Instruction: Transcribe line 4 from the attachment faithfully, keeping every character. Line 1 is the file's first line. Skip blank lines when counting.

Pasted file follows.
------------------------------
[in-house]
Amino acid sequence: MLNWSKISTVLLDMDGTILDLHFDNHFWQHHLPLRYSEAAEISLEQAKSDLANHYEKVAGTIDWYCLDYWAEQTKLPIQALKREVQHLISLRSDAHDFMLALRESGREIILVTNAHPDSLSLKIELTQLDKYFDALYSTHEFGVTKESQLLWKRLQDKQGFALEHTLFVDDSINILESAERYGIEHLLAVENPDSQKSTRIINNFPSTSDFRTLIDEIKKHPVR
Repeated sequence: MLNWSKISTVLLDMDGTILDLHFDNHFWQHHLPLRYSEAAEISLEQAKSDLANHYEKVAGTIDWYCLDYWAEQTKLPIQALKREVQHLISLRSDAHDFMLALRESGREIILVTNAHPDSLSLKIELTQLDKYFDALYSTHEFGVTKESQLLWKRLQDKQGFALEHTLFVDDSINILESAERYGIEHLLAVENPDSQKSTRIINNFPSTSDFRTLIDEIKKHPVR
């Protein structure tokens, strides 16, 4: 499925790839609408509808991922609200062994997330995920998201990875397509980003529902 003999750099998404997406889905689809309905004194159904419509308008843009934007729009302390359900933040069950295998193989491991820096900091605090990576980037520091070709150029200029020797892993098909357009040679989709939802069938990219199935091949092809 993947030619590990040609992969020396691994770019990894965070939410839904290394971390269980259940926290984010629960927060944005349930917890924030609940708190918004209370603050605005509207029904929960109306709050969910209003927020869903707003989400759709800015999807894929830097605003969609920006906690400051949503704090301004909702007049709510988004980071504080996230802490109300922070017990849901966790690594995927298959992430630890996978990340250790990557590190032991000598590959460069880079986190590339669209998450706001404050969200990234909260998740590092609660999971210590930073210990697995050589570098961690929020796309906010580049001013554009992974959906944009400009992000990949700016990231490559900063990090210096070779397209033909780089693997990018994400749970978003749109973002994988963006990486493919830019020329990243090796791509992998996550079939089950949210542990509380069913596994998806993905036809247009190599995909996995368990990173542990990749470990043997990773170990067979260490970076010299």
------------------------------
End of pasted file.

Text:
């Protein structure tokens, strides 16, 4: 499925790839609408509808991922609200062994997330995920998201990875397509980003529902 003999750099998404997406889905689809309905004194159904419509308008843009934007729009302390359900933040069950295998193989491991820096900091605090990576980037520091070709150029200029020797892993098909357009040679989709939802069938990219199935091949092809 993947030619590990040609992969020396691994770019990894965070939410839904290394971390269980259940926290984010629960927060944005349930917890924030609940708190918004209370603050605005509207029904929960109306709050969910209003927020869903707003989400759709800015999807894929830097605003969609920006906690400051949503704090301004909702007049709510988004980071504080996230802490109300922070017990849901966790690594995927298959992430630890996978990340250790990557590190032991000598590959460069880079986190590339669209998450706001404050969200990234909260998740590092609660999971210590930073210990697995050589570098961690929020796309906010580049001013554009992974959906944009400009992000990949700016990231490559900063990090210096070779397209033909780089693997990018994400749970978003749109973002994988963006990486493919830019020329990243090796791509992998996550079939089950949210542990509380069913596994998806993905036809247009190599995909996995368990990173542990990749470990043997990773170990067979260490970076010299």